At the time, I serviced the cabinet committee which was in charge of monitoring the progress of the privatisation programme. We drew monthly progress charts on what each department was doing and she would tear to pieces anyone who was not keeping up. I remember one Number 10 policy adviser saying to me that she was not so much the captain of the ship but the coachman behind a bunch of unruly horses, and the only way to make them perform was to put nails in the whips. It was a very driven policy.

In the civil service, the brightest and the best brains were working on it. There was the old guard resistance at first to the dismantling of big bureaucratic structures. But the younger, more radical officials thought it was a fantastic thing to do. It was amazingly exciting work for people - a strange mixture of social engineering and macro-economic policy - and it was a topic in which Britain led the world.

At the beginning, we were doing the easy ones: the companies that would fit more normally into the private sector, like British Airways, British Telecom and Jaguar. It was very hard to argue that those companies should be in the public sector. It is easy to forget what size the public commercial sector was - it was 15% of GDP. Britain was a very, very socialist country.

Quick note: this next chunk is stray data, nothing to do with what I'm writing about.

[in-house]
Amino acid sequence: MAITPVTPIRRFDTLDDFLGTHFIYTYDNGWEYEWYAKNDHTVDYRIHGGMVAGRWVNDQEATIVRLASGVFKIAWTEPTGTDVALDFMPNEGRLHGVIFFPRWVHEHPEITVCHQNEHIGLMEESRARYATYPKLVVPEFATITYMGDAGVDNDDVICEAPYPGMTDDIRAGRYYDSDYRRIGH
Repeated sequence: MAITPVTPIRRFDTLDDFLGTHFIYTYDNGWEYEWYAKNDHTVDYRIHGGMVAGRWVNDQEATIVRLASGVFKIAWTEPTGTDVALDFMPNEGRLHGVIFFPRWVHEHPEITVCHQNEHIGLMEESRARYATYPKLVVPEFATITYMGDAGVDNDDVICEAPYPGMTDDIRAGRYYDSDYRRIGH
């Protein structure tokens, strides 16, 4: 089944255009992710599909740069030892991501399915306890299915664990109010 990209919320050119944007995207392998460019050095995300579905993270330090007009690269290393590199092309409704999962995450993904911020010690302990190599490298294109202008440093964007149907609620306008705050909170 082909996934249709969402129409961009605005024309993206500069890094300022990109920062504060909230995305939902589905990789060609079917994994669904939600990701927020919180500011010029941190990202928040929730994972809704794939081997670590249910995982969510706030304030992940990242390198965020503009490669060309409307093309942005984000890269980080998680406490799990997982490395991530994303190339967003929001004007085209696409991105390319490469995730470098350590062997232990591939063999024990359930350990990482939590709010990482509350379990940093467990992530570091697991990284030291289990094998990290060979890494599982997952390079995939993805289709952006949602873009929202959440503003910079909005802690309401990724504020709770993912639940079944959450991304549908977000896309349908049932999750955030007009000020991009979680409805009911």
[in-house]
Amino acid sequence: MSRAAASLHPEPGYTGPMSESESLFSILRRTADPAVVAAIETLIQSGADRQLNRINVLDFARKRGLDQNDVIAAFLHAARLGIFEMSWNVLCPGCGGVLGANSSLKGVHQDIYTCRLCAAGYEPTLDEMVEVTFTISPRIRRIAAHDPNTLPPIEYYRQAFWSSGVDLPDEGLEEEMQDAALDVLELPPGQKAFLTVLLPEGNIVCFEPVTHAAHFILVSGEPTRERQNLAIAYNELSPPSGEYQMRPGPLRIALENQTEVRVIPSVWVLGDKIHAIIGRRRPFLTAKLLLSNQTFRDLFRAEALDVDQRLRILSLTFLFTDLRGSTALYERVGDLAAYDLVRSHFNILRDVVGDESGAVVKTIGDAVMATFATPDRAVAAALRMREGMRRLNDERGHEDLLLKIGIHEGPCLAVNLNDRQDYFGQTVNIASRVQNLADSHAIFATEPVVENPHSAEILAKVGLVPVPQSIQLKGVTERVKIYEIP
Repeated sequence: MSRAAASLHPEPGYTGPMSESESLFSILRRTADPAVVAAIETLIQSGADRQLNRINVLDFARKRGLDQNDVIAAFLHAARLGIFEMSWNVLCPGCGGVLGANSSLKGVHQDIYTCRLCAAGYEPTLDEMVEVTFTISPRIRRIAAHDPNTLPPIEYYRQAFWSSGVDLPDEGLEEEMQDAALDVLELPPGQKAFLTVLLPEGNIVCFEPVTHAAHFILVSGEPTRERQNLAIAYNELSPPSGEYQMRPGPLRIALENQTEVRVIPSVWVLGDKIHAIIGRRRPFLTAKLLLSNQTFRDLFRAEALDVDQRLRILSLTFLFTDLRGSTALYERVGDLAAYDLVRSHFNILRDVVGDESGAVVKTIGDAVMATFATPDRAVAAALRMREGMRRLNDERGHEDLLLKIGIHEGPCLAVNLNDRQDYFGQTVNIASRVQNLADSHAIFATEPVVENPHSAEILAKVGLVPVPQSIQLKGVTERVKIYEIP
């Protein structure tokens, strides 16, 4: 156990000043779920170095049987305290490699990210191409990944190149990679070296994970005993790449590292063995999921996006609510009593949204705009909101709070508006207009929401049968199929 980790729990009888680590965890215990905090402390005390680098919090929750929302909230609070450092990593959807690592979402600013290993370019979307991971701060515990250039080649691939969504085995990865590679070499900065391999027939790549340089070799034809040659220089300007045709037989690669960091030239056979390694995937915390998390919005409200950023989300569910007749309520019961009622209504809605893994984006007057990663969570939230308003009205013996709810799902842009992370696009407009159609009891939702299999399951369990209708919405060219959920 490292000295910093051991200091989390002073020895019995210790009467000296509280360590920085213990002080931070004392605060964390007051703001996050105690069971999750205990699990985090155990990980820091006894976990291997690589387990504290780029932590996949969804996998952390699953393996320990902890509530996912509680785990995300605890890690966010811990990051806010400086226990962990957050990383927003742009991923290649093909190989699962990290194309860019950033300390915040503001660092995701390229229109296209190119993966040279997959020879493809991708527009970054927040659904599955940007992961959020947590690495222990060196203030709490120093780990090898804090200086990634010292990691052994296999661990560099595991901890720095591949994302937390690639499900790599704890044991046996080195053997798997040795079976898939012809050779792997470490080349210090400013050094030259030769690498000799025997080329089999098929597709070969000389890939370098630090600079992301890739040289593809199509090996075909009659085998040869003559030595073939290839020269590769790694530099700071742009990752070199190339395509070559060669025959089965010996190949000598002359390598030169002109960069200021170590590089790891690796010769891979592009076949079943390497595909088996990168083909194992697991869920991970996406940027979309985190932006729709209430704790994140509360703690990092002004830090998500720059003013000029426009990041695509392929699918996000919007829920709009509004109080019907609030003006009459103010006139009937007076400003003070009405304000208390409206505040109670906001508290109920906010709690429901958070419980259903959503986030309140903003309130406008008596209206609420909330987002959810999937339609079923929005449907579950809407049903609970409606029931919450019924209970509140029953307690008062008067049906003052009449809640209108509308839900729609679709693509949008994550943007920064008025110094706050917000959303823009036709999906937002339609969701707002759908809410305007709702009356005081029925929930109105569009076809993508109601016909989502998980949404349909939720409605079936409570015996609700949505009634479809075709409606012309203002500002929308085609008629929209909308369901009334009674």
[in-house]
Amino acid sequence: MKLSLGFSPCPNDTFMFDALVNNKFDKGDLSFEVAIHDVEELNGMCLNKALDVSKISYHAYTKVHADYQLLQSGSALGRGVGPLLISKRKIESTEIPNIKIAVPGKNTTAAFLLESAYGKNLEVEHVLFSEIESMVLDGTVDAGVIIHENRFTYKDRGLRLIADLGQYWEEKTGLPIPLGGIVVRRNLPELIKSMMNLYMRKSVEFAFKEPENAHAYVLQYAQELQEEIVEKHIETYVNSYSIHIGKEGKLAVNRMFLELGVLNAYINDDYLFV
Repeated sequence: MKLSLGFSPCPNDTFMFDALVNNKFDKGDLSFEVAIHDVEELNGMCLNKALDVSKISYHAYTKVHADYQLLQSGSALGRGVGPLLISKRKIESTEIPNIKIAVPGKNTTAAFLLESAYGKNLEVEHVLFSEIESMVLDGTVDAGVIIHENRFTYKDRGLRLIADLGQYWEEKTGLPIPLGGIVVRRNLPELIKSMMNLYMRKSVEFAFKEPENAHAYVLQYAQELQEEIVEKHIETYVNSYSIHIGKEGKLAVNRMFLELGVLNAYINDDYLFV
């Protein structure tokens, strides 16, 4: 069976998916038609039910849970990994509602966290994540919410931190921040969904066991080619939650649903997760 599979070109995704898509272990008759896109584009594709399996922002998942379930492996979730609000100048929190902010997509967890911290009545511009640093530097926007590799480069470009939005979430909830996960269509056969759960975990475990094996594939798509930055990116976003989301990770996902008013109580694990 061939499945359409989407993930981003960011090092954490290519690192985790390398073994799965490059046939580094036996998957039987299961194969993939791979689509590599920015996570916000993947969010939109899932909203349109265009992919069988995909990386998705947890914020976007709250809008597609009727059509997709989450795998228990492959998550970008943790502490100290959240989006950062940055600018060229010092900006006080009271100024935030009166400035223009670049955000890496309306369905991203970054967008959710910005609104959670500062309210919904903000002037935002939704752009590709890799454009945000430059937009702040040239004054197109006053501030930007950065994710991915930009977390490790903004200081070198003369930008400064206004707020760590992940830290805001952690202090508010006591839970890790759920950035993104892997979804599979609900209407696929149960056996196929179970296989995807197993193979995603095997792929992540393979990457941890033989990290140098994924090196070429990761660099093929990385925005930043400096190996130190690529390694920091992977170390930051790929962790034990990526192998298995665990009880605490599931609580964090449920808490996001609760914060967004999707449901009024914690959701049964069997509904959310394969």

After she left, you had various people trying to reignite the evangelical zeal, but the privatisations they then had to look at were less straightforward, like the railways, and it's easy, with hindsight, to let some of these taint the privatisations that happened before.

The Big Bang: Roy Batchelor, professor of banking and finance

Deregulation of the stock market, the so-called Big Bang, had to happen. It was a response to the needs of global business and finance. It did the UK economy a huge service for over 20 years and the benefits have been huge.

In the 1980s, luckily we had a government who understood how the financial world was changing and took steps from the outset to make sure that London caught up and, in time, overtook other competitors like New York.

The Big Bang happened on one day in October 1986 and the result was lots of mergers and hitherto fragmented parts of the City starting to come together - stock brokers, money brokers and banks. It was the start of the creation of financial conglomerates.

In purely GDP terms it was hugely beneficial and since then London has never been overtaken as a financial centre. Global businesses came to London, creating jobs, and the City provided finance to Britain and around the world. The impact on growth and the level of economic activity was a tremendously positive step. London was a leading financial centre and it was a very necessary step to make sure that leadership was sustained.

Enormous financial behemoths were created, but I don't think it was understood exactly how to regulate them and that continues to be the challenge.

Regulation in the City and the financial markets pre-Big Bang was a gentlemen's club. There was a feeling that everyone knew everyone and self-regulation could work, although disasters did still happen then, but on a smaller scale.